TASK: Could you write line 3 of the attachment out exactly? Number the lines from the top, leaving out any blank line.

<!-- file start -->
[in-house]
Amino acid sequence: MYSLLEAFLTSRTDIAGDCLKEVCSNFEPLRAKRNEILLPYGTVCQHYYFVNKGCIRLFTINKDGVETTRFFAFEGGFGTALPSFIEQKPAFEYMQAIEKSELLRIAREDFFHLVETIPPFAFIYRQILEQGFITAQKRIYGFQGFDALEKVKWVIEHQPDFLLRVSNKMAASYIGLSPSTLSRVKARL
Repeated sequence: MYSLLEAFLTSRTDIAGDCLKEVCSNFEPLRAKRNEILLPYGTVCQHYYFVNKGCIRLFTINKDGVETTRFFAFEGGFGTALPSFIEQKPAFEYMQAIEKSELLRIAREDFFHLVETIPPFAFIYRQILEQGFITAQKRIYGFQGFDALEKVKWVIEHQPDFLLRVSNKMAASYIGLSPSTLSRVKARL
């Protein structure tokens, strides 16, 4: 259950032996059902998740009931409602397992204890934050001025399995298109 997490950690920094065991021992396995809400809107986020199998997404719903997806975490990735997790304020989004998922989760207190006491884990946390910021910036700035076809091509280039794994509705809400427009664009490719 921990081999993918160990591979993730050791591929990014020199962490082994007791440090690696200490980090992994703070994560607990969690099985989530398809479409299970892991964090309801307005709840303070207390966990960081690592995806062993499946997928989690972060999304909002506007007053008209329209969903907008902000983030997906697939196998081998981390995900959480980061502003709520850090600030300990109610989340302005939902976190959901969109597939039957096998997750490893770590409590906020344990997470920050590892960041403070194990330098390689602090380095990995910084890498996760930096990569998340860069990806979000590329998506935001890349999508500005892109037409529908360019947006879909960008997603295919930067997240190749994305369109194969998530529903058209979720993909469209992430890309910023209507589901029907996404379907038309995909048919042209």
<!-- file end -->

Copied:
Repeated sequence: MYSLLEAFLTSRTDIAGDCLKEVCSNFEPLRAKRNEILLPYGTVCQHYYFVNKGCIRLFTINKDGVETTRFFAFEGGFGTALPSFIEQKPAFEYMQAIEKSELLRIAREDFFHLVETIPPFAFIYRQILEQGFITAQKRIYGFQGFDALEKVKWVIEHQPDFLLRVSNKMAASYIGLSPSTLSRVKARL